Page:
|Reading 1:||Reading 2:||Reading 3:||Reading 4:|
|Isaiah 58:1-12||Psalm 112:1-10||1 Corinthians 2:1-16||Matthew 5:13-20|
By Bruce G. Epperly
Today’s lectionary passages join contemplation and action. Encountering God emerges in healthy relationships, in doing justice and letting our light shine, as well as through prayer and worship. Faithfulness is always, to some extent, countercultural, inspired by a vision of reality and ethical practices that are typically marginalized and de-emphasized in the larger social context.
The prophet Isaiah’s words indict believers both then and now for our failure to hear God’s presence in the cries of the poor. Worship and acts of piety will actually take us further from God if they are not rooted in sensitivity to the needs of the vulnerable and to a commitment to social justice. In words obviously addressed to the “haves” and to the powerful, Isaiah asserts that religious life must include both social justice and personal generosity. Injustice in the social order is rebellion against God. Faithfulness involves our time, talents, and treasure, but it also involves the polling place. We can’t spiritualize phrases like “loose the bonds of injustice” or “let the oppressed go free” or “break every yoke.” These are clearly the prerogatives of governments and businesses, not merely a matter of individual behavior. They call us to seek the “peaceable kingdom” in the affairs of commerce and state, local, national, and global. Contrary to certain TV personalities, this passage affirms that the “social gospel” is essential to faithfulness and spiritual growth. From Isaiah’s perspective, anything less than governmental justice-seeking is “rebellion” against God.
Those who do justice will experience God’s light breaking forth in their lives. They will find healing and wholeness. Openness the pain of others and participating in the well-being of others opens us to new and life-transforming possibilities. When we go beyond self-interest, God is able to bring greater light into our lives. A larger self is more open to divine wisdom, energy, and power. In contrast, self-interest without care for others may lead to a famine on hearing the word of God, even in our houses of worship.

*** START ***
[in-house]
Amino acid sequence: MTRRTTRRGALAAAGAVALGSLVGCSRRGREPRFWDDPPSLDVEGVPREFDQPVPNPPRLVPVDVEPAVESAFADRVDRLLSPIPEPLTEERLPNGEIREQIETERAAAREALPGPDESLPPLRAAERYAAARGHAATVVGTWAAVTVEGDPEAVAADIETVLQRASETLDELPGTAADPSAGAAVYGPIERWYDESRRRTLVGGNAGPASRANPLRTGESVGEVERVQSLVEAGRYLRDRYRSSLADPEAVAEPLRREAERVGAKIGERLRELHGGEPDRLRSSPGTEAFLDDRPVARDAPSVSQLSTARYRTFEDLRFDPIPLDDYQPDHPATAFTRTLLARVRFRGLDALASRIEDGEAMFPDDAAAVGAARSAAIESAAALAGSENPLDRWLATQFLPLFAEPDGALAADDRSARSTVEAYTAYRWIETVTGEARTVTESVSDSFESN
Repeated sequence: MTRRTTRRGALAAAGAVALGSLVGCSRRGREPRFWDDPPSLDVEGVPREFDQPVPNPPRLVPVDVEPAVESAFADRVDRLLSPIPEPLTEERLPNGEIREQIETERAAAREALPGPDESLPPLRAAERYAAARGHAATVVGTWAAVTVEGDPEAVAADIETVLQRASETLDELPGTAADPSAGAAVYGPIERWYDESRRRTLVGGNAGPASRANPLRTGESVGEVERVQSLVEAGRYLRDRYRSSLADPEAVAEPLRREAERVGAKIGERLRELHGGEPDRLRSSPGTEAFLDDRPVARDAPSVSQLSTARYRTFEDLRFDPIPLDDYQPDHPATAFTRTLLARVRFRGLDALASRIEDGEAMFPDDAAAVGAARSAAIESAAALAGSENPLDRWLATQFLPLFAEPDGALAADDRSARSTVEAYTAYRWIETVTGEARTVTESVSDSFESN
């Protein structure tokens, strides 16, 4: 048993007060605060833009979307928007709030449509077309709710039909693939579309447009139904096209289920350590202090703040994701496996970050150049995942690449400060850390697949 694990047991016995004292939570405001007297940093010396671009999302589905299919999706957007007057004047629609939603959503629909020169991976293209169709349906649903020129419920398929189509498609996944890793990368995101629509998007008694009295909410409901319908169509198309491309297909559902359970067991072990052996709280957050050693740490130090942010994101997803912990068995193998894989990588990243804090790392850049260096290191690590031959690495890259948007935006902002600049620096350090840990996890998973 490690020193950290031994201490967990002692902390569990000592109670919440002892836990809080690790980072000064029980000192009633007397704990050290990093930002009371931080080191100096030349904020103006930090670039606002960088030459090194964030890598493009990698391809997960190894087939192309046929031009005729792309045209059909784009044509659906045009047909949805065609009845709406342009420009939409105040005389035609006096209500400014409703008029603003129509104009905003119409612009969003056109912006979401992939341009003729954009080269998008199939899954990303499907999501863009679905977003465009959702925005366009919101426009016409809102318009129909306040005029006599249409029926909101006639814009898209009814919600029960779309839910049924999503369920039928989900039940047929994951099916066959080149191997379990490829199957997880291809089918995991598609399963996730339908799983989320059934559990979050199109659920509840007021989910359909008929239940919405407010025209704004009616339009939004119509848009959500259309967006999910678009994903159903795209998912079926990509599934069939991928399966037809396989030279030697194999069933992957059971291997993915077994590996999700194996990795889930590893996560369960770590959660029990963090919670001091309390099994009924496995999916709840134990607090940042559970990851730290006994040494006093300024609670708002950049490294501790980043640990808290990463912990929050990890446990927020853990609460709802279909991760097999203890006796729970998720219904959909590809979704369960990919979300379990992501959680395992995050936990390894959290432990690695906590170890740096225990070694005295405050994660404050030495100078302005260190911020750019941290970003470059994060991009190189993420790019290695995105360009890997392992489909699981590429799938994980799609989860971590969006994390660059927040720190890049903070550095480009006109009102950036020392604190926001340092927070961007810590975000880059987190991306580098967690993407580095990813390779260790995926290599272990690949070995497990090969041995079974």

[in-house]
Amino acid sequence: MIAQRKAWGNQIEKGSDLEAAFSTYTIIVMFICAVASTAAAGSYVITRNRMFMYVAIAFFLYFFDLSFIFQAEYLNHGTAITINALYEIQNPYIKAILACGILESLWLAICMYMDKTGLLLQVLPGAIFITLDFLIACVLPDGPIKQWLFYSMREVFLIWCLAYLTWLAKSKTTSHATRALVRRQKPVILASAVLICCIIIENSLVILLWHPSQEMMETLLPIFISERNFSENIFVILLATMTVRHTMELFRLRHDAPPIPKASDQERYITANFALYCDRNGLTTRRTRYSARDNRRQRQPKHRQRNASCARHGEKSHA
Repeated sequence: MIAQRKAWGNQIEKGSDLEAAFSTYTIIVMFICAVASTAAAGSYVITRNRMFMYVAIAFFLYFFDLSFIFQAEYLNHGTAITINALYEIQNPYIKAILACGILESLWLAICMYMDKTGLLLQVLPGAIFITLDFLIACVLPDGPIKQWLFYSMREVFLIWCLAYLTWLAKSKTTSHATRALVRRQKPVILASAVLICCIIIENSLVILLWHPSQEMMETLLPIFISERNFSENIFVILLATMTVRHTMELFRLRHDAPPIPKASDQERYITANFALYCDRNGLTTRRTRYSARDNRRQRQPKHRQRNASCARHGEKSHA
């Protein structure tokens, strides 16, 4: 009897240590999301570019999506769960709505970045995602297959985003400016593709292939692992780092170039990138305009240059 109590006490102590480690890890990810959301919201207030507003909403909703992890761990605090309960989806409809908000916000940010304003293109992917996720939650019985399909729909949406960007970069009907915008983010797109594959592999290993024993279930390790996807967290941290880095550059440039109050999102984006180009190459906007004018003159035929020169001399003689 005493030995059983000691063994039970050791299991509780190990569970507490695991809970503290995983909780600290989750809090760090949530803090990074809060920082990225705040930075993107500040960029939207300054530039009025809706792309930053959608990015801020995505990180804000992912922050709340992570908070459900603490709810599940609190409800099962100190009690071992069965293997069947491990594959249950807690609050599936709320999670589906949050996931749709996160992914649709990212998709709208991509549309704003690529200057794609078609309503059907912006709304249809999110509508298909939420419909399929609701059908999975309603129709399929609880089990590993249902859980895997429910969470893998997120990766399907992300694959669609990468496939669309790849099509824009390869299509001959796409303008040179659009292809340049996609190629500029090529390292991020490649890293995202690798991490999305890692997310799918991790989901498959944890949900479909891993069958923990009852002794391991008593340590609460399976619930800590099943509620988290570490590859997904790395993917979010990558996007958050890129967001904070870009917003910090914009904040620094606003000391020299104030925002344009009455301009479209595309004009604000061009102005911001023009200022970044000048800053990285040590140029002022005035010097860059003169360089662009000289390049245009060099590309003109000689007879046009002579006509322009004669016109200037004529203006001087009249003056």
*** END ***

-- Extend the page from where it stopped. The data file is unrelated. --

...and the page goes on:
Psalm 112 continues the theme of the interdependence of justice and spirituality. Those who are just will have greater strength of character, confidence, steadiness of purpose, and courage. Their justice-seeking and commitment to acts of kindness and generosity deepens their spirits and roots them in God’s protective care.
I Corinthians 2 contrasts worldly wisdom and spiritual wisdom. God’s power is known through the cross not erudite language, cleverness, wealth, or coercive power. The cross points out that salvation comes through divine suffering and intimacy with the human condition, not coercion. In the same sense, the Spirit is not coercive but moves gently through the world and our lives, guiding, protecting, and nurturing, and giving us a vision of God far different from that of the Caesars and their followers, then and now.
Those who follow the Spirit – who open to God’s presence in the margins of life and with humility – intuit the mind of Christ. They receive the guidance they need to face conflict and persecution with God’s wisdom. They speak words of Spirit rather than self-interest or violence.
Yet, how do we open to the Spirit? There is no one path, but surely this involves a moment by moment intentionality to step aside from self-interest, egotism, and high control: such behavior lets the whispers of the Spirit come to consciousness. This is not a matter of passivity, although it may involve waiting; but active openness to let God’s voice speak through our experiences. It is attentiveness to the Holy, constantly asking for spiritual awareness in every situation and then aligning our spirit with God’s Spirit. We do this in many ways – prayer, meditation, hospitality, and acts of service in which the distinction between self and other, helper and helped is overcome, and we discover that we are all one within the many-faceted body of Christ.
Those who open to the Spirit become both salt and light. This is a matter of intention as well as grace and gift. One of the great affirmations of faith is “you are the light of the world,” the same words used to describe Christ and that Jesus uses to describe himself in John’s Gospel. God’s light is constantly shining through the prism of our experiences; God is touching us with wisdom and healing in every moment and encounter. Divine wisdom touches us with moment by moment possibilities for faithfulness.
The light of God is for our warmth and illumination, but also for the well-being of the world. Like the sun, our identity is our mission; there is no distinction between who we are and what we do; our shining blesses us and the world. We experience God’s illumination, rejoice and enjoy its presence, and then let it flow through us, giving light and guidance, healing and salvation to others. God’s deep presence and our self-creation are joined, as we become lights to the world, answers to the prayers of others, and God’s agents in healing the world.
Bruce Epperly is Professor of Practical Theology and Director of Continuing Education at Lancaster Theological Seminary. He is the author of seventeen books, including Holy Adventure: 41 Days of Audacious Living and Tending to the Holy: The Practice of the Presence of God, written with Kate Epperly, and selected as the 2009 Book of the Year by the Academy of Parish Clergy. He can be contacted for conversation, lectures, seminars, workshops, and preaching engagements.